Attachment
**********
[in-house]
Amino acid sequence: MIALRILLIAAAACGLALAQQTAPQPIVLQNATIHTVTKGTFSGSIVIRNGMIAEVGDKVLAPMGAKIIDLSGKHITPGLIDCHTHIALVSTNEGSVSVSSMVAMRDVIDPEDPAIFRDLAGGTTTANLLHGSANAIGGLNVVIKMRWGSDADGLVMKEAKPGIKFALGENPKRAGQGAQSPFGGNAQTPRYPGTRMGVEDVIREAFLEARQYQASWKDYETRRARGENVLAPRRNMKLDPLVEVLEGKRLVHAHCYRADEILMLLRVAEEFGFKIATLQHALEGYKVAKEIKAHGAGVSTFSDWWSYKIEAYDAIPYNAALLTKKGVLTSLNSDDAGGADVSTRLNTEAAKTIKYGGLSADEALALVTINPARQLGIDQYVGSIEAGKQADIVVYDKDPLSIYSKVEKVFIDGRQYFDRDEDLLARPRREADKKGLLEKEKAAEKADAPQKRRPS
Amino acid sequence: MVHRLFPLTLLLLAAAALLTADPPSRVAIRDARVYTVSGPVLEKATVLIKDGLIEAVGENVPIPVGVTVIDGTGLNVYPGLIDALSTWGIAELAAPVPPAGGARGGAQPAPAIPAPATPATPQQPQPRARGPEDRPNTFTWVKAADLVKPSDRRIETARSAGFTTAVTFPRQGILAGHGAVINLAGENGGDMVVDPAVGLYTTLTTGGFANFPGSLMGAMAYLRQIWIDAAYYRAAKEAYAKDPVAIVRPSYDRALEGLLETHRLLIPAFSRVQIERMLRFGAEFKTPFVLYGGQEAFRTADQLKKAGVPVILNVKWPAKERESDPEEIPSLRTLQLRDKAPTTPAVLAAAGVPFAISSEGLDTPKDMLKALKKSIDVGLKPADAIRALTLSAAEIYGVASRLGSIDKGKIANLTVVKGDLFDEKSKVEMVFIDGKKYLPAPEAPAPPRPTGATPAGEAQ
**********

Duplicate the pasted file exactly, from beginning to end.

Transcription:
[in-house]
Amino acid sequence: MIALRILLIAAAACGLALAQQTAPQPIVLQNATIHTVTKGTFSGSIVIRNGMIAEVGDKVLAPMGAKIIDLSGKHITPGLIDCHTHIALVSTNEGSVSVSSMVAMRDVIDPEDPAIFRDLAGGTTTANLLHGSANAIGGLNVVIKMRWGSDADGLVMKEAKPGIKFALGENPKRAGQGAQSPFGGNAQTPRYPGTRMGVEDVIREAFLEARQYQASWKDYETRRARGENVLAPRRNMKLDPLVEVLEGKRLVHAHCYRADEILMLLRVAEEFGFKIATLQHALEGYKVAKEIKAHGAGVSTFSDWWSYKIEAYDAIPYNAALLTKKGVLTSLNSDDAGGADVSTRLNTEAAKTIKYGGLSADEALALVTINPARQLGIDQYVGSIEAGKQADIVVYDKDPLSIYSKVEKVFIDGRQYFDRDEDLLARPRREADKKGLLEKEKAAEKADAPQKRRPS
Amino acid sequence: MVHRLFPLTLLLLAAAALLTADPPSRVAIRDARVYTVSGPVLEKATVLIKDGLIEAVGENVPIPVGVTVIDGTGLNVYPGLIDALSTWGIAELAAPVPPAGGARGGAQPAPAIPAPATPATPQQPQPRARGPEDRPNTFTWVKAADLVKPSDRRIETARSAGFTTAVTFPRQGILAGHGAVINLAGENGGDMVVDPAVGLYTTLTTGGFANFPGSLMGAMAYLRQIWIDAAYYRAAKEAYAKDPVAIVRPSYDRALEGLLETHRLLIPAFSRVQIERMLRFGAEFKTPFVLYGGQEAFRTADQLKKAGVPVILNVKWPAKERESDPEEIPSLRTLQLRDKAPTTPAVLAAAGVPFAISSEGLDTPKDMLKALKKSIDVGLKPADAIRALTLSAAEIYGVASRLGSIDKGKIANLTVVKGDLFDEKSKVEMVFIDGKKYLPAPEAPAPPRPTGATPAGEAQ